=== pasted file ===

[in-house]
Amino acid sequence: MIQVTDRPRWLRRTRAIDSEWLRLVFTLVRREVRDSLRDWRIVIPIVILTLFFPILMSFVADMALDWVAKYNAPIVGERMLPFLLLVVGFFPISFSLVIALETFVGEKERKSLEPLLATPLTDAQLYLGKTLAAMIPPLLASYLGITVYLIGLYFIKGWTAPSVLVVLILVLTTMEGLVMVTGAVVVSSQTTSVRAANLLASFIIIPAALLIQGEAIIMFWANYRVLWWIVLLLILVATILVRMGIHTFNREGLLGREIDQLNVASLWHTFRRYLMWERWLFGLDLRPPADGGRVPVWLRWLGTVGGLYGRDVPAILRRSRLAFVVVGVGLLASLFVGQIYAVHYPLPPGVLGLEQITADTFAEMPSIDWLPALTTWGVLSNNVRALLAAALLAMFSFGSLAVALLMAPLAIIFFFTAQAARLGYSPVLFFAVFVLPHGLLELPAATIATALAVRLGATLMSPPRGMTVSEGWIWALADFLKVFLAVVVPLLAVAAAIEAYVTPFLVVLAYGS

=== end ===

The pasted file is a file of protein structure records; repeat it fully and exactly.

[in-house]
Amino acid sequence: MIQVTDRPRWLRRTRAIDSEWLRLVFTLVRREVRDSLRDWRIVIPIVILTLFFPILMSFVADMALDWVAKYNAPIVGERMLPFLLLVVGFFPISFSLVIALETFVGEKERKSLEPLLATPLTDAQLYLGKTLAAMIPPLLASYLGITVYLIGLYFIKGWTAPSVLVVLILVLTTMEGLVMVTGAVVVSSQTTSVRAANLLASFIIIPAALLIQGEAIIMFWANYRVLWWIVLLLILVATILVRMGIHTFNREGLLGREIDQLNVASLWHTFRRYLMWERWLFGLDLRPPADGGRVPVWLRWLGTVGGLYGRDVPAILRRSRLAFVVVGVGLLASLFVGQIYAVHYPLPPGVLGLEQITADTFAEMPSIDWLPALTTWGVLSNNVRALLAAALLAMFSFGSLAVALLMAPLAIIFFFTAQAARLGYSPVLFFAVFVLPHGLLELPAATIATALAVRLGATLMSPPRGMTVSEGWIWALADFLKVFLAVVVPLLAVAAAIEAYVTPFLVVLAYGS